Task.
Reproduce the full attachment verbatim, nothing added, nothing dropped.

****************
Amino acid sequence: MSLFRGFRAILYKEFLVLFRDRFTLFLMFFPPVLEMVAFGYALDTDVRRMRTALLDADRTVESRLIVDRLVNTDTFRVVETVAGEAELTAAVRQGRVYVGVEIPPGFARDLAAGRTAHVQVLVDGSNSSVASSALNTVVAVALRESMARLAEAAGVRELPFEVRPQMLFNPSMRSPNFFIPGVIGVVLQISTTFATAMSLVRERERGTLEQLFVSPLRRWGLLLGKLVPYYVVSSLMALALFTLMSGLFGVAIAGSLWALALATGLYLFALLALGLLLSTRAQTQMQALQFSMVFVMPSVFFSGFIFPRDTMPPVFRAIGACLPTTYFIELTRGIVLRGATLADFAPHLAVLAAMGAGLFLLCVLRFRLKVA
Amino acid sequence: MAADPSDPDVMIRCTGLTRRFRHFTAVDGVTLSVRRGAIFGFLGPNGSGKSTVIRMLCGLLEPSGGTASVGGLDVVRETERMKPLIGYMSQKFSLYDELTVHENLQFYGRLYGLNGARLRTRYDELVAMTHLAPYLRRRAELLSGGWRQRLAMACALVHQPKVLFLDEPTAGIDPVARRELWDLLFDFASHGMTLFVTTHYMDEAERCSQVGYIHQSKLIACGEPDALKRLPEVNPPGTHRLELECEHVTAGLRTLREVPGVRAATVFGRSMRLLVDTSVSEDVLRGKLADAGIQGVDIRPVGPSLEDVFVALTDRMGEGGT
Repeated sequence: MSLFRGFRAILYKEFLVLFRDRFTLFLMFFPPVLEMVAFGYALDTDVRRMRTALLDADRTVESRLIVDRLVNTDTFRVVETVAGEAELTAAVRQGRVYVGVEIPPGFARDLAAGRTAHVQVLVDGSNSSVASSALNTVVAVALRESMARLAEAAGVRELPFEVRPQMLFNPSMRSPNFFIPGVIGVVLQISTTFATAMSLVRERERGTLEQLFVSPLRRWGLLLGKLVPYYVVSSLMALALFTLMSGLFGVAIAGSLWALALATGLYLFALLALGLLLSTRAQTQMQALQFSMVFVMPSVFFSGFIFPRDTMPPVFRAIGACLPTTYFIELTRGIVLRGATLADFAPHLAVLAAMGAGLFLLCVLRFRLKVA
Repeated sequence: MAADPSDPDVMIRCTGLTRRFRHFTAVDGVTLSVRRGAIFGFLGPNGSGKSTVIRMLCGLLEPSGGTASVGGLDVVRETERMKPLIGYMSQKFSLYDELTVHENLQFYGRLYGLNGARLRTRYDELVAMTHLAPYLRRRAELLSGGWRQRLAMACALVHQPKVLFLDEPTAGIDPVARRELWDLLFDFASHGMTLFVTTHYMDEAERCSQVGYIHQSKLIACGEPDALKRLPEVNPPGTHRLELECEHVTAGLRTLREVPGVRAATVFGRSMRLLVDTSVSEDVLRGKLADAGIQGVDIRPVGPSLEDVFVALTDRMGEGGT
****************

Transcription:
Amino acid sequence: MSLFRGFRAILYKEFLVLFRDRFTLFLMFFPPVLEMVAFGYALDTDVRRMRTALLDADRTVESRLIVDRLVNTDTFRVVETVAGEAELTAAVRQGRVYVGVEIPPGFARDLAAGRTAHVQVLVDGSNSSVASSALNTVVAVALRESMARLAEAAGVRELPFEVRPQMLFNPSMRSPNFFIPGVIGVVLQISTTFATAMSLVRERERGTLEQLFVSPLRRWGLLLGKLVPYYVVSSLMALALFTLMSGLFGVAIAGSLWALALATGLYLFALLALGLLLSTRAQTQMQALQFSMVFVMPSVFFSGFIFPRDTMPPVFRAIGACLPTTYFIELTRGIVLRGATLADFAPHLAVLAAMGAGLFLLCVLRFRLKVA
Amino acid sequence: MAADPSDPDVMIRCTGLTRRFRHFTAVDGVTLSVRRGAIFGFLGPNGSGKSTVIRMLCGLLEPSGGTASVGGLDVVRETERMKPLIGYMSQKFSLYDELTVHENLQFYGRLYGLNGARLRTRYDELVAMTHLAPYLRRRAELLSGGWRQRLAMACALVHQPKVLFLDEPTAGIDPVARRELWDLLFDFASHGMTLFVTTHYMDEAERCSQVGYIHQSKLIACGEPDALKRLPEVNPPGTHRLELECEHVTAGLRTLREVPGVRAATVFGRSMRLLVDTSVSEDVLRGKLADAGIQGVDIRPVGPSLEDVFVALTDRMGEGGT
Repeated sequence: MSLFRGFRAILYKEFLVLFRDRFTLFLMFFPPVLEMVAFGYALDTDVRRMRTALLDADRTVESRLIVDRLVNTDTFRVVETVAGEAELTAAVRQGRVYVGVEIPPGFARDLAAGRTAHVQVLVDGSNSSVASSALNTVVAVALRESMARLAEAAGVRELPFEVRPQMLFNPSMRSPNFFIPGVIGVVLQISTTFATAMSLVRERERGTLEQLFVSPLRRWGLLLGKLVPYYVVSSLMALALFTLMSGLFGVAIAGSLWALALATGLYLFALLALGLLLSTRAQTQMQALQFSMVFVMPSVFFSGFIFPRDTMPPVFRAIGACLPTTYFIELTRGIVLRGATLADFAPHLAVLAAMGAGLFLLCVLRFRLKVA
Repeated sequence: MAADPSDPDVMIRCTGLTRRFRHFTAVDGVTLSVRRGAIFGFLGPNGSGKSTVIRMLCGLLEPSGGTASVGGLDVVRETERMKPLIGYMSQKFSLYDELTVHENLQFYGRLYGLNGARLRTRYDELVAMTHLAPYLRRRAELLSGGWRQRLAMACALVHQPKVLFLDEPTAGIDPVARRELWDLLFDFASHGMTLFVTTHYMDEAERCSQVGYIHQSKLIACGEPDALKRLPEVNPPGTHRLELECEHVTAGLRTLREVPGVRAATVFGRSMRLLVDTSVSEDVLRGKLADAGIQGVDIRPVGPSLEDVFVALTDRMGEGGT